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Thursday, Feb. 22, 2007 | Talk about sexy. San Diego Opera’s sensual production of “Samson and Delilah” stimulates all the senses with lavish sets, rich voices, and sumptuous dance numbers and a first-rate cast is the icing on the cake.
Camille Saint-Saëns’ opera is based on the impassioned Old Testament biblical tale of Samson, and features a score that encompasses all emotions: from lustful and decadent to revengeful and despairing.
The story begins in Gaza where a group of Hebrews prays to their God for freedom from the Philistines’ persecution.
Samson (Clifton Forbis), the Hebrews’ leader, stands up and chides them for lack of faith. When the rival Philistine commander Abimelech (bass-baritone Philip Skinner) denounces the Hebrews and attacks him, Samson challenges him and kills him. The High Priest of Dagon (Greer Grimsley), angered, calls for the death of Jews. But the Philistines are terrified of Samson and his seemingly unbeatable power and Samson leads the Hebrews away. The High Priest wants to avenge the death of Abimelech, but how with Samson’s legendary strength?
Enter Philistine Priestess Delilah and her irresistible charms. Delilah’s maiden dancers perform a welcoming of springtime dance as Delilah tantalizes Samson and lures him to her far away tent in Sorek. With Samson temporarily away from Sorek, the High Priest of Dagon beseeches Delilah to seduce Samson and learn the secret of his power.
Although she makes her San Diego Opera debut, American mezzo-soprano Denyce Graves is no stranger to the role of Delilah. Her sultry, dusky voice captures Delilah’s moods, reaching high without sounding shrill and dipping low expressing emotion. Graves’ exhibits the body language of a seductress with devious intentions. When she laughs, delighted with herself and near-hysterically at one point, it chills you to the bone. It’s fantastic.
Forbis’ powerful tenor carries clearly and wonderfully throughout the theater. Solid, robust and with a mighty stance, he embodies the vision of Samson. A joy to hear, he’s also quite fun to watch as he interacts with characters, especially with a little boy near the end of the opera.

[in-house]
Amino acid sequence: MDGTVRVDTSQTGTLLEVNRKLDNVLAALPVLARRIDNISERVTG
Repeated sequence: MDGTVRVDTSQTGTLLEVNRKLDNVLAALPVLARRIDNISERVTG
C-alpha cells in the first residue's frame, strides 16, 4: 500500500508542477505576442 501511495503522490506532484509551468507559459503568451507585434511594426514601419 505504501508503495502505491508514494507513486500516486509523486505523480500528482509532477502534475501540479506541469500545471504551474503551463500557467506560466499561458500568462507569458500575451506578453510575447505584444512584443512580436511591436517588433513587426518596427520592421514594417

Supporting characters like Greer Grimsley’s High Priest add personality to the story. Grimsley’s rich, resonant baritone never falters; his scheming scene with Delilah captures evil plotting perfectly. It’s always fun to watch the “bad guys” from a safe distance.
Philip Skinner’s convincing Abimelech made quite an impression during his scenes, as proven by the round of applause he received at curtain. Whistling, clapping and shouting “bravo,” this was by far the most enthusiastic crowd I’ve seen lately.
Gorgeous sets and costumes from the San Francisco Opera’s production of “Samson” are used in this production (opera companies often loan or rent out their sets to other opera companies) and are a feast for the eyes; plush, fabrics threaded through with gold drape interiors, Delilah’s layers of flowing robes, larger-than-life griffin-like beasts frame the sides of the stage.
Although most famous for Delilah’s sweet aria “Mon coeur s’ouvre a ta voix,” (sung beautifully by Graves) I found the entire score to be an aural adventure, changing moods quickly. Conductor Karen Keltner paced the music nicely; never dragging or sluggish.
The famous bacchanal scene where priestess Delilah revels in the pre-dawn hours with the Philistines manages to be sexy without being tawdry. As Delilah conjures, dancers perform a titillating, frantic routine that culminates with the crowd’s ecstasy.
Leaving the theater after the exhilarating, how-did-they-do-that climactic final scene, a woman and I discussed the audience. “Too bad so many people left after Act II,” she said. Their loss, we agreed.